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Firespray inquiry . . .


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#41 Crimson Death

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Posted 11 February 2014 - 02:08 PM

Vanilla space combat is indeed boring. If you actually have a "master" pilot and a souped up hot-rod ship it's better.



#42 LibrariaNPC

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Posted 11 February 2014 - 02:41 PM

 

My group uses the Firespray and we just finished the adventure in the rulebook.

 

Everyone was really bored by ship combat. With the default Close range weapons on both the Firespray and the two ships guarding Bandin Dobah's asteroid, the fight quickly devolved into all ships in range of one another, the pilot Gaining The Advantage and the gunner shooting for about an hour (we're new so there was some rulebook consultation), with the rest of the crew ineffectually calling targets or hacking the enemy ('filler actions', they said) until the bad guys blew up. Nobody liked it.

 

Is this just a product of the encounter design? Should I have been doing something to spice things up? The whole encounter soured them on space combat and I'm hesitant to even go there in the future.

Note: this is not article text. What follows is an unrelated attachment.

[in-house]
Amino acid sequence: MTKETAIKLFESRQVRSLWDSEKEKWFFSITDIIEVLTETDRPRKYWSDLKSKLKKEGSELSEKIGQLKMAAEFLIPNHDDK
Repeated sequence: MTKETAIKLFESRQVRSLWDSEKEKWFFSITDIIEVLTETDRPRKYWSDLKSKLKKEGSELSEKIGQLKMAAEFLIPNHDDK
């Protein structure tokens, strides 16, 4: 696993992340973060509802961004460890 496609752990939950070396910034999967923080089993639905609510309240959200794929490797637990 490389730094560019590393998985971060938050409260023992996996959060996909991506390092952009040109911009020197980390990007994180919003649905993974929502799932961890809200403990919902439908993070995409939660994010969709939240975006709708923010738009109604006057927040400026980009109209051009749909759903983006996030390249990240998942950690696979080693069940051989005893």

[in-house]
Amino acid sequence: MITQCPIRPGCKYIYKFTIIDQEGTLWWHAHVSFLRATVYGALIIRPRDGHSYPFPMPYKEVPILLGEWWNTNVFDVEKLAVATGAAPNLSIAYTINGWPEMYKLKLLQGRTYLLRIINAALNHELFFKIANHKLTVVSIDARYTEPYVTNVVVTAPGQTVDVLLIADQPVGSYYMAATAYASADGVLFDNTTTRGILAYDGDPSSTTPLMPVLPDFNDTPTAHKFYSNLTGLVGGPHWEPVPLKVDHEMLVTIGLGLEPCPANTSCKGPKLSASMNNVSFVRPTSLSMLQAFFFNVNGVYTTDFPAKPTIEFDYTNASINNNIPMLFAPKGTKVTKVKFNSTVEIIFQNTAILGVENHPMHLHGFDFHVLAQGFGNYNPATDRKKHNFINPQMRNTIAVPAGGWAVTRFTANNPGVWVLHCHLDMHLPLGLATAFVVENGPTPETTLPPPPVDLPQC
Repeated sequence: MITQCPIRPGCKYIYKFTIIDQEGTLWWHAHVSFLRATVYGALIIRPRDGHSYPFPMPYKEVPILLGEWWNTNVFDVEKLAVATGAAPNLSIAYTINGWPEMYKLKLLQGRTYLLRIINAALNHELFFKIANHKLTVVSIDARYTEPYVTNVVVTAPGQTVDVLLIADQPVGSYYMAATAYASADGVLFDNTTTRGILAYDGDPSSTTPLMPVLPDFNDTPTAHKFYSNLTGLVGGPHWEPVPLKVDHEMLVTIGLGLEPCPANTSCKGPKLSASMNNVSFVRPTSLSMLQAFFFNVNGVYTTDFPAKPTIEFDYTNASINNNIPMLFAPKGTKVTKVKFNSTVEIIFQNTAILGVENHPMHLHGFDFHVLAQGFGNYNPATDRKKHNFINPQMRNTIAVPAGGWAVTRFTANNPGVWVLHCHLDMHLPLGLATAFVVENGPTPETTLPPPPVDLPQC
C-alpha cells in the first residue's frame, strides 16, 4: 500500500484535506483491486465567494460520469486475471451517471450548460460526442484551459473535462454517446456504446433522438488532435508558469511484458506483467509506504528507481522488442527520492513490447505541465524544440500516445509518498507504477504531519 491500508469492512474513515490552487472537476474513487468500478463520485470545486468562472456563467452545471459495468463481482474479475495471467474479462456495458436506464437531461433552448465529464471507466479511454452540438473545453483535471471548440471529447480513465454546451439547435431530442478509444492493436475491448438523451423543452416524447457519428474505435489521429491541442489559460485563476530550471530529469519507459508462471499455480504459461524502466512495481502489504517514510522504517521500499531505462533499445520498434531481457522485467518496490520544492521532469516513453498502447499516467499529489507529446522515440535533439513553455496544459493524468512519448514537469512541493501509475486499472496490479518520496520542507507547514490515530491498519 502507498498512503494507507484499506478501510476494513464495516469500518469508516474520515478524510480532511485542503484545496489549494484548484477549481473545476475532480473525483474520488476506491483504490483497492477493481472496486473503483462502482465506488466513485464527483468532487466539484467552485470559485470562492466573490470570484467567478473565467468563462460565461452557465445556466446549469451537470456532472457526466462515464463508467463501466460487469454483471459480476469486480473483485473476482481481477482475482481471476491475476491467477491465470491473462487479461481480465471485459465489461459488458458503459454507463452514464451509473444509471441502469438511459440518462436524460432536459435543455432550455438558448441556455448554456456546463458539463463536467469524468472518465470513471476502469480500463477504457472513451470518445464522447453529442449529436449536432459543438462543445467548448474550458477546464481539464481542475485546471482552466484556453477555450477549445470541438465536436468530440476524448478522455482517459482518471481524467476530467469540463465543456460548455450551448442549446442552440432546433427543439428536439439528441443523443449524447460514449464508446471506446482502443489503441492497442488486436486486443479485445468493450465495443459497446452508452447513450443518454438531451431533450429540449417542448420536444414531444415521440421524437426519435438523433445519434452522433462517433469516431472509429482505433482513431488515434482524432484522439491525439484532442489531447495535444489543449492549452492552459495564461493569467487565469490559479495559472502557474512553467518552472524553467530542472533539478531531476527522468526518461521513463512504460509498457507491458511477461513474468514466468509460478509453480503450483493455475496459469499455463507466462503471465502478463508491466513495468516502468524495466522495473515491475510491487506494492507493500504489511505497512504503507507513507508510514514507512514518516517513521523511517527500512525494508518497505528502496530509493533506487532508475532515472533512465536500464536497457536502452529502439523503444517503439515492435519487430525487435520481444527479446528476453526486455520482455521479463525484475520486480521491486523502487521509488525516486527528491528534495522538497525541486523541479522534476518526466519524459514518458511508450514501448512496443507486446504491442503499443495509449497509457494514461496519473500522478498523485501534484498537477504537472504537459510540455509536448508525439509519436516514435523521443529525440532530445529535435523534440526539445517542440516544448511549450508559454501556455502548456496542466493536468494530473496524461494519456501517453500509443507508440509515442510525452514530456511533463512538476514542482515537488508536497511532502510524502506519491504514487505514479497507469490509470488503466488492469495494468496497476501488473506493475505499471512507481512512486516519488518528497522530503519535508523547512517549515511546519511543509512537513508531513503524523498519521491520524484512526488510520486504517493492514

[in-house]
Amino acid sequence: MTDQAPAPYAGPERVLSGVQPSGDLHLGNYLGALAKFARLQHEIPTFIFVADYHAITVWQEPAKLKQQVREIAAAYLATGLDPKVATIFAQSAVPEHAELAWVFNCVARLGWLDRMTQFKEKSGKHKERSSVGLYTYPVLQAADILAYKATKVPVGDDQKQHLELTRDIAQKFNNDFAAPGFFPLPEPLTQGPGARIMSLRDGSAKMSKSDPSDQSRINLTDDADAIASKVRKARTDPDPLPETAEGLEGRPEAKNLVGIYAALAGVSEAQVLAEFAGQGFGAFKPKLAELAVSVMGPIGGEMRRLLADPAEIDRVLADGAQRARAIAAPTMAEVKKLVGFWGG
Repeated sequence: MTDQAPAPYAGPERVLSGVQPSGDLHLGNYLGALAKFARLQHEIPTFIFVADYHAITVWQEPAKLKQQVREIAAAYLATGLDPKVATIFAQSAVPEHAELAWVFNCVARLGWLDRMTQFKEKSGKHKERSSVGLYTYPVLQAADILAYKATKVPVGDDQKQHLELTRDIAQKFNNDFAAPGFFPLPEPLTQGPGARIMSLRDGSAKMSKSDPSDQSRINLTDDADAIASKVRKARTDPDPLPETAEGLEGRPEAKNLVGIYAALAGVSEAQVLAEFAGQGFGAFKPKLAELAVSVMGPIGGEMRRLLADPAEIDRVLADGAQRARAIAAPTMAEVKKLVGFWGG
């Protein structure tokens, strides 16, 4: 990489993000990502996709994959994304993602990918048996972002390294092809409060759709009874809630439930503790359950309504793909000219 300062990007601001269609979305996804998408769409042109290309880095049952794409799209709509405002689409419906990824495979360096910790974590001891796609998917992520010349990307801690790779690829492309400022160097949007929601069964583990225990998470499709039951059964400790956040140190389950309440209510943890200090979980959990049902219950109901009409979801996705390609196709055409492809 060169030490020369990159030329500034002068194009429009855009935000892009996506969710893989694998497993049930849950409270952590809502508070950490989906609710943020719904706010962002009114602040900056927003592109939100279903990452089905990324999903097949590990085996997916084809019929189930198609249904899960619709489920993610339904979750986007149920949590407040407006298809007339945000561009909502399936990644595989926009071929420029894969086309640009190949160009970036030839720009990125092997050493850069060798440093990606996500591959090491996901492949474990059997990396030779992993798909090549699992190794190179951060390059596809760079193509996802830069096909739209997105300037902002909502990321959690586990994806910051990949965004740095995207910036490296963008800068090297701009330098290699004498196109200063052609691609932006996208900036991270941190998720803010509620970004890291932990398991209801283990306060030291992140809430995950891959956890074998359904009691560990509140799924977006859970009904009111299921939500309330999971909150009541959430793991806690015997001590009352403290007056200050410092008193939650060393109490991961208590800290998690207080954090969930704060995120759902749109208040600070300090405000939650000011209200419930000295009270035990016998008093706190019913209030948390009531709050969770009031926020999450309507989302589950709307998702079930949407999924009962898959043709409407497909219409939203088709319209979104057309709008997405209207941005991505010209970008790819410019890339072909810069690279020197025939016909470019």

Vanilla space combat is indeed boring. If you actually have a "master" pilot and a souped up hot-rod ship it's better.

 

I think the biggest problems that can arise from space combat would be the lack of narration involved, just like regular combat. Sans narration, it's just roll the dice until you hit well enough to defeat your opponents.

 

I tend to use incentives for my players; better descriptions and good ideas net them boost dice or other bonuses. For example, the gunner was describing how he'd line up the shot and catch a Z-TIE while it was at a certain arc of it's strafing run, so I gave him a boost die for the narrative idea. The mechanic's description of tearing out a panel and routing the power to her Jawa-engineered ion gun netted a bonus to her damage.

That's worked for us so far.

 

 

Additionally, until you get used to it, you feel like the only actions you can take are really firing. Once you realize that some of the basic personal-scale maneuvers (like aiming) are valid, it changes the dynamic a bit. Then there's also just general creativity and tweaking the rules to match (like cutting the hyperdrive to increase shields, for example).

 

 

Just my two cents there.


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#43 Endrek03

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Posted 11 February 2014 - 03:17 PM

Edge of the Empire, more so than any other RPG I've ever played, can be an incredibly boring game if you play a table-top RPG to roll high numbers. Where it shines is in the creative aspect of it. If you play to role-play and make the absolute maximum out of every roll and scene, EotE shines brightest. ;)

 

Luckily, I play with a group who loves hamming everything up, so this system is the best we've ever played.